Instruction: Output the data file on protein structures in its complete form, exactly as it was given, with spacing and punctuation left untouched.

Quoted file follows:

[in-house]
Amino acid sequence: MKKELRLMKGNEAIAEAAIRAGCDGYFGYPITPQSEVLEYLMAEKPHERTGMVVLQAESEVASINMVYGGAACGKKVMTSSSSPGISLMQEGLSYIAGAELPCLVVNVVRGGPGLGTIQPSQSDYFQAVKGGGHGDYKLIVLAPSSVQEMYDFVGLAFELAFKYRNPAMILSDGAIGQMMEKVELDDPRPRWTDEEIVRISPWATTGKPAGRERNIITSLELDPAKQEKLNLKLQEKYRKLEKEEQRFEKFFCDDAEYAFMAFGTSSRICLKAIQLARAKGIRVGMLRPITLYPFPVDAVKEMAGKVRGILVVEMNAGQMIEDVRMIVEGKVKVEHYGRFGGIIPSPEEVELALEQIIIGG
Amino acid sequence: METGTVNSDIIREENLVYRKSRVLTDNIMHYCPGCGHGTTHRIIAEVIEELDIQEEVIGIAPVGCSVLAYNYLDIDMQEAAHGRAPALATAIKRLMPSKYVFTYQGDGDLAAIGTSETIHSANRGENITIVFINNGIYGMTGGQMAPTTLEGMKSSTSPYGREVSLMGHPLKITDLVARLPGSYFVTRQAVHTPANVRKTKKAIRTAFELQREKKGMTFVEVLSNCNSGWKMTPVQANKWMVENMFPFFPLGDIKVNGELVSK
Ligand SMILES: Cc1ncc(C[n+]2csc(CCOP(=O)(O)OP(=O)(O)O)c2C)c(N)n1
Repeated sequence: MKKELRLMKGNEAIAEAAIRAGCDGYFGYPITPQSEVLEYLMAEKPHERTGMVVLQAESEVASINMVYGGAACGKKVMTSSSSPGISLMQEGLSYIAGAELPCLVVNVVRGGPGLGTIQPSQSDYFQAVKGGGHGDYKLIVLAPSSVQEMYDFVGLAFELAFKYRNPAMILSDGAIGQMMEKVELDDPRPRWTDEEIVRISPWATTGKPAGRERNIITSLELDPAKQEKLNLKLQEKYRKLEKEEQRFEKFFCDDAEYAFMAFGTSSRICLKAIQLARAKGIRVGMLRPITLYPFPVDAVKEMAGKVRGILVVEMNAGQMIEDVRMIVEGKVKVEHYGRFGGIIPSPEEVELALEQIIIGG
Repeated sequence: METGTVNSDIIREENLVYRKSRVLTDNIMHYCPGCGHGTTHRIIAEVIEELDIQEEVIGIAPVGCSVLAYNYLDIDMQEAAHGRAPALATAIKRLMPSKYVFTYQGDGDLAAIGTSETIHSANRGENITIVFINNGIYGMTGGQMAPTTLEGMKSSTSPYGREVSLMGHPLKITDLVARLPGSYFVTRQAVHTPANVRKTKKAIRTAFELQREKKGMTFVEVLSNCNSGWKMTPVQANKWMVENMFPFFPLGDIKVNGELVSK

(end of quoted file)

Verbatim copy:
[in-house]
Amino acid sequence: MKKELRLMKGNEAIAEAAIRAGCDGYFGYPITPQSEVLEYLMAEKPHERTGMVVLQAESEVASINMVYGGAACGKKVMTSSSSPGISLMQEGLSYIAGAELPCLVVNVVRGGPGLGTIQPSQSDYFQAVKGGGHGDYKLIVLAPSSVQEMYDFVGLAFELAFKYRNPAMILSDGAIGQMMEKVELDDPRPRWTDEEIVRISPWATTGKPAGRERNIITSLELDPAKQEKLNLKLQEKYRKLEKEEQRFEKFFCDDAEYAFMAFGTSSRICLKAIQLARAKGIRVGMLRPITLYPFPVDAVKEMAGKVRGILVVEMNAGQMIEDVRMIVEGKVKVEHYGRFGGIIPSPEEVELALEQIIIGG
Amino acid sequence: METGTVNSDIIREENLVYRKSRVLTDNIMHYCPGCGHGTTHRIIAEVIEELDIQEEVIGIAPVGCSVLAYNYLDIDMQEAAHGRAPALATAIKRLMPSKYVFTYQGDGDLAAIGTSETIHSANRGENITIVFINNGIYGMTGGQMAPTTLEGMKSSTSPYGREVSLMGHPLKITDLVARLPGSYFVTRQAVHTPANVRKTKKAIRTAFELQREKKGMTFVEVLSNCNSGWKMTPVQANKWMVENMFPFFPLGDIKVNGELVSK
Ligand SMILES: Cc1ncc(C[n+]2csc(CCOP(=O)(O)OP(=O)(O)O)c2C)c(N)n1
Repeated sequence: MKKELRLMKGNEAIAEAAIRAGCDGYFGYPITPQSEVLEYLMAEKPHERTGMVVLQAESEVASINMVYGGAACGKKVMTSSSSPGISLMQEGLSYIAGAELPCLVVNVVRGGPGLGTIQPSQSDYFQAVKGGGHGDYKLIVLAPSSVQEMYDFVGLAFELAFKYRNPAMILSDGAIGQMMEKVELDDPRPRWTDEEIVRISPWATTGKPAGRERNIITSLELDPAKQEKLNLKLQEKYRKLEKEEQRFEKFFCDDAEYAFMAFGTSSRICLKAIQLARAKGIRVGMLRPITLYPFPVDAVKEMAGKVRGILVVEMNAGQMIEDVRMIVEGKVKVEHYGRFGGIIPSPEEVELALEQIIIGG
Repeated sequence: METGTVNSDIIREENLVYRKSRVLTDNIMHYCPGCGHGTTHRIIAEVIEELDIQEEVIGIAPVGCSVLAYNYLDIDMQEAAHGRAPALATAIKRLMPSKYVFTYQGDGDLAAIGTSETIHSANRGENITIVFINNGIYGMTGGQMAPTTLEGMKSSTSPYGREVSLMGHPLKITDLVARLPGSYFVTRQAVHTPANVRKTKKAIRTAFELQREKKGMTFVEVLSNCNSGWKMTPVQANKWMVENMFPFFPLGDIKVNGELVSK